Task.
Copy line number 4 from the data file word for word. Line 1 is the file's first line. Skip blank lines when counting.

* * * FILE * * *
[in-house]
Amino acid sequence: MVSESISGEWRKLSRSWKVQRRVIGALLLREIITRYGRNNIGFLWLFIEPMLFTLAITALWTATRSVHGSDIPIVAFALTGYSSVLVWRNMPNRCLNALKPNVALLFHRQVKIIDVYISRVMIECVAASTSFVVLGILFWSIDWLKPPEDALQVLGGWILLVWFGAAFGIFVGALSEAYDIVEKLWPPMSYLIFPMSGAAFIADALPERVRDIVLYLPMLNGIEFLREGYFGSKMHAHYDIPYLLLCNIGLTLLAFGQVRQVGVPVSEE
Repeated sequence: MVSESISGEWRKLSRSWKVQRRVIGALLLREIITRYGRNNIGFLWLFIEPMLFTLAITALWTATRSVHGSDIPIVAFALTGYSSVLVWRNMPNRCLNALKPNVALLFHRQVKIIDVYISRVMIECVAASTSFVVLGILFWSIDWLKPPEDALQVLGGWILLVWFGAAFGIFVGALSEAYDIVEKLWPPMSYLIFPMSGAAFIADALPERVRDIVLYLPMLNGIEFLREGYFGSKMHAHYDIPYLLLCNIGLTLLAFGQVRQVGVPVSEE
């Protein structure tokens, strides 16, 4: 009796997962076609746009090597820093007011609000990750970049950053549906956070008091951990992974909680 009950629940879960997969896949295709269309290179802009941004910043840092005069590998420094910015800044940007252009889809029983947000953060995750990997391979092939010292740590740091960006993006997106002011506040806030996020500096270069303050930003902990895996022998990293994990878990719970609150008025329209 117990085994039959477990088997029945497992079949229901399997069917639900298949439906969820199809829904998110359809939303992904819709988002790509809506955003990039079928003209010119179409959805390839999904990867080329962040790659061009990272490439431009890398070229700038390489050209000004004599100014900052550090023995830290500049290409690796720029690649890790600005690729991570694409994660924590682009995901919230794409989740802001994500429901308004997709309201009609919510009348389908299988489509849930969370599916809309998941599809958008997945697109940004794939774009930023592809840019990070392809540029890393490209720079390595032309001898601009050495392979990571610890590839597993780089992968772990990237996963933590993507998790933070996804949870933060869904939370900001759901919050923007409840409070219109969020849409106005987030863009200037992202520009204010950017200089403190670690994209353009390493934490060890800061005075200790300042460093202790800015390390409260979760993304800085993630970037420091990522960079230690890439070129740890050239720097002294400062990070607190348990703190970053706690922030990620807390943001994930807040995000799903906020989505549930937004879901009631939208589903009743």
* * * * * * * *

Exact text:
């Protein structure tokens, strides 16, 4: 009796997962076609746009090597820093007011609000990750970049950053549906956070008091951990992974909680 009950629940879960997969896949295709269309290179802009941004910043840092005069590998420094910015800044940007252009889809029983947000953060995750990997391979092939010292740590740091960006993006997106002011506040806030996020500096270069303050930003902990895996022998990293994990878990719970609150008025329209 117990085994039959477990088997029945497992079949229901399997069917639900298949439906969820199809829904998110359809939303992904819709988002790509809506955003990039079928003209010119179409959805390839999904990867080329962040790659061009990272490439431009890398070229700038390489050209000004004599100014900052550090023995830290500049290409690796720029690649890790600005690729991570694409994660924590682009995901919230794409989740802001994500429901308004997709309201009609919510009348389908299988489509849930969370599916809309998941599809958008997945697109940004794939774009930023592809840019990070392809540029890393490209720079390595032309001898601009050495392979990571610890590839597993780089992968772990990237996963933590993507998790933070996804949870933060869904939370900001759901919050923007409840409070219109969020849409106005987030863009200037992202520009204010950017200089403190670690994209353009390493934490060890800061005075200790300042460093202790800015390390409260979760993304800085993630970037420091990522960079230690890439070129740890050239720097002294400062990070607190348990703190970053706690922030990620807390943001994930807040995000799903906020989505549930937004879901009631939208589903009743």